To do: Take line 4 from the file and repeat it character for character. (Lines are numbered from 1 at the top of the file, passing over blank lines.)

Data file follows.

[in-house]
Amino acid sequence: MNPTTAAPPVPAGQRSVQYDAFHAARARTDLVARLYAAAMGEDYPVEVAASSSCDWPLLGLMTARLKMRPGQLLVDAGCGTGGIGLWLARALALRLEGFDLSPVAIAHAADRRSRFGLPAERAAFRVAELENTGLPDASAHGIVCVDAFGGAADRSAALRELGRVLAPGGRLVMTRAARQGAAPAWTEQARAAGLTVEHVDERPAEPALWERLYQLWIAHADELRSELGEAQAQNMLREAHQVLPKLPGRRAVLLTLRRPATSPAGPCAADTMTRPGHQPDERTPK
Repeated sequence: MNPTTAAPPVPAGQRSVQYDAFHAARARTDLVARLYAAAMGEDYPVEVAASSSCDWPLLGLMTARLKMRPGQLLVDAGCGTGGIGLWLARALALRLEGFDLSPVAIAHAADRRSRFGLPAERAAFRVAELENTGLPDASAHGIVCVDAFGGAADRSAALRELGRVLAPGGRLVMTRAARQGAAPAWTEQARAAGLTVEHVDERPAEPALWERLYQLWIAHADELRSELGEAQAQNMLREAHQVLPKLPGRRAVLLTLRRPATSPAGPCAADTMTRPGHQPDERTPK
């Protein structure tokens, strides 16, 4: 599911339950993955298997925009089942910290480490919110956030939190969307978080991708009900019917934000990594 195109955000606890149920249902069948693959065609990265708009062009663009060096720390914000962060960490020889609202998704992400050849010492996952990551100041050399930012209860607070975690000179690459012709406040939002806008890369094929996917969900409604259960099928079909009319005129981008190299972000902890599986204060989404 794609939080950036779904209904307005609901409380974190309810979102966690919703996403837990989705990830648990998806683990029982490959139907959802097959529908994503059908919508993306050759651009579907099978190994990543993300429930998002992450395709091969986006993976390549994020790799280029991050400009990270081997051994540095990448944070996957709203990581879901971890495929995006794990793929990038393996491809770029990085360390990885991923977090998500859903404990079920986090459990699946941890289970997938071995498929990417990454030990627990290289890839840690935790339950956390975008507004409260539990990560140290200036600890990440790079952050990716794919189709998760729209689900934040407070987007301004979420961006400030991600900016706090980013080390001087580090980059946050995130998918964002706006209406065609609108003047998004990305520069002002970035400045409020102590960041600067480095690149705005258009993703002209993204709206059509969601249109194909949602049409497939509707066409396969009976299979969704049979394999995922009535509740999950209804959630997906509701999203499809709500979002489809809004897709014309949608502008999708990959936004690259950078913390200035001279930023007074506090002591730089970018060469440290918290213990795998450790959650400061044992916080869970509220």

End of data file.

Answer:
């Protein structure tokens, strides 16, 4: 599911339950993955298997925009089942910290480490919110956030939190969307978080991708009900019917934000990594 195109955000606890149920249902069948693959065609990265708009062009663009060096720390914000962060960490020889609202998704992400050849010492996952990551100041050399930012209860607070975690000179690459012709406040939002806008890369094929996917969900409604259960099928079909009319005129981008190299972000902890599986204060989404 794609939080950036779904209904307005609901409380974190309810979102966690919703996403837990989705990830648990998806683990029982490959139907959802097959529908994503059908919508993306050759651009579907099978190994990543993300429930998002992450395709091969986006993976390549994020790799280029991050400009990270081997051994540095990448944070996957709203990581879901971890495929995006794990793929990038393996491809770029990085360390990885991923977090998500859903404990079920986090459990699946941890289970997938071995498929990417990454030990627990290289890839840690935790339950956390975008507004409260539990990560140290200036600890990440790079952050990716794919189709998760729209689900934040407070987007301004979420961006400030991600900016706090980013080390001087580090980059946050995130998918964002706006209406065609609108003047998004990305520069002002970035400045409020102590960041600067480095690149705005258009993703002209993204709206059509969601249109194909949602049409497939509707066409396969009976299979969704049979394999995922009535509740999950209804959630997906509701999203499809709500979002489809809004897709014309949608502008999708990959936004690259950078913390200035001279930023007074506090002591730089970018060469440290918290213990795998450790959650400061044992916080869970509220």